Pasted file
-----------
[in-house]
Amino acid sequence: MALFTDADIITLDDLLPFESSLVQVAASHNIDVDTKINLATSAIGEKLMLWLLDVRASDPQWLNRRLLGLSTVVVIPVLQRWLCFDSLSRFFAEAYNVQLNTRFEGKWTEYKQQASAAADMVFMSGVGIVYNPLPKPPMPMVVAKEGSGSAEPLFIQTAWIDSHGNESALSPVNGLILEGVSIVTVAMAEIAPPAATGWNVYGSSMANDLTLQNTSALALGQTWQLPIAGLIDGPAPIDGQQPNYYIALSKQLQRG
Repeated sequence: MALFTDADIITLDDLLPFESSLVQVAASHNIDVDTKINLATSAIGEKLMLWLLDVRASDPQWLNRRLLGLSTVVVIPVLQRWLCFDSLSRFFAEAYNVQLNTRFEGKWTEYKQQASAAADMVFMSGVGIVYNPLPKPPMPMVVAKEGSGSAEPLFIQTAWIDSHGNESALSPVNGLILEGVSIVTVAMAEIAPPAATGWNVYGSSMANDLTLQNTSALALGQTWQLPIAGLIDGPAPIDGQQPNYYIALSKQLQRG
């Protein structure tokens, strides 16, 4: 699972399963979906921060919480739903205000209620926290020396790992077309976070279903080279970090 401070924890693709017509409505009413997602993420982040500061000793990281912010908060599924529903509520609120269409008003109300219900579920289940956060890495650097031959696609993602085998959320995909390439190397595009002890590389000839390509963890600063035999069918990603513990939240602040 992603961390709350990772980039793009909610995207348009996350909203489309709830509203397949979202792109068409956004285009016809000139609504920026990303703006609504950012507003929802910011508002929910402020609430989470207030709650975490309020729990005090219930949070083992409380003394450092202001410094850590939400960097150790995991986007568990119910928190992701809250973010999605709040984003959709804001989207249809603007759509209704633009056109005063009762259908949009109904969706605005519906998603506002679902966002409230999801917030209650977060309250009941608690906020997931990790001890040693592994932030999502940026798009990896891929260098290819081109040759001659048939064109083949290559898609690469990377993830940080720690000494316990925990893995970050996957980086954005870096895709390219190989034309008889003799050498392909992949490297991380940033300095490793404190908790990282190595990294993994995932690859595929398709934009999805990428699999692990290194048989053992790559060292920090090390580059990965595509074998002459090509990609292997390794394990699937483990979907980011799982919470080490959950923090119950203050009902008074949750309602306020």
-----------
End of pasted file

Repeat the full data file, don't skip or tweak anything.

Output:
[in-house]
Amino acid sequence: MALFTDADIITLDDLLPFESSLVQVAASHNIDVDTKINLATSAIGEKLMLWLLDVRASDPQWLNRRLLGLSTVVVIPVLQRWLCFDSLSRFFAEAYNVQLNTRFEGKWTEYKQQASAAADMVFMSGVGIVYNPLPKPPMPMVVAKEGSGSAEPLFIQTAWIDSHGNESALSPVNGLILEGVSIVTVAMAEIAPPAATGWNVYGSSMANDLTLQNTSALALGQTWQLPIAGLIDGPAPIDGQQPNYYIALSKQLQRG
Repeated sequence: MALFTDADIITLDDLLPFESSLVQVAASHNIDVDTKINLATSAIGEKLMLWLLDVRASDPQWLNRRLLGLSTVVVIPVLQRWLCFDSLSRFFAEAYNVQLNTRFEGKWTEYKQQASAAADMVFMSGVGIVYNPLPKPPMPMVVAKEGSGSAEPLFIQTAWIDSHGNESALSPVNGLILEGVSIVTVAMAEIAPPAATGWNVYGSSMANDLTLQNTSALALGQTWQLPIAGLIDGPAPIDGQQPNYYIALSKQLQRG
């Protein structure tokens, strides 16, 4: 699972399963979906921060919480739903205000209620926290020396790992077309976070279903080279970090 401070924890693709017509409505009413997602993420982040500061000793990281912010908060599924529903509520609120269409008003109300219900579920289940956060890495650097031959696609993602085998959320995909390439190397595009002890590389000839390509963890600063035999069918990603513990939240602040 992603961390709350990772980039793009909610995207348009996350909203489309709830509203397949979202792109068409956004285009016809000139609504920026990303703006609504950012507003929802910011508002929910402020609430989470207030709650975490309020729990005090219930949070083992409380003394450092202001410094850590939400960097150790995991986007568990119910928190992701809250973010999605709040984003959709804001989207249809603007759509209704633009056109005063009762259908949009109904969706605005519906998603506002679902966002409230999801917030209650977060309250009941608690906020997931990790001890040693592994932030999502940026798009990896891929260098290819081109040759001659048939064109083949290559898609690469990377993830940080720690000494316990925990893995970050996957980086954005870096895709390219190989034309008889003799050498392909992949490297991380940033300095490793404190908790990282190595990294993994995932690859595929398709934009999805990428699999692990290194048989053992790559060292920090090390580059990965595509074998002459090509990609292997390794394990699937483990979907980011799982919470080490959950923090119950203050009902008074949750309602306020």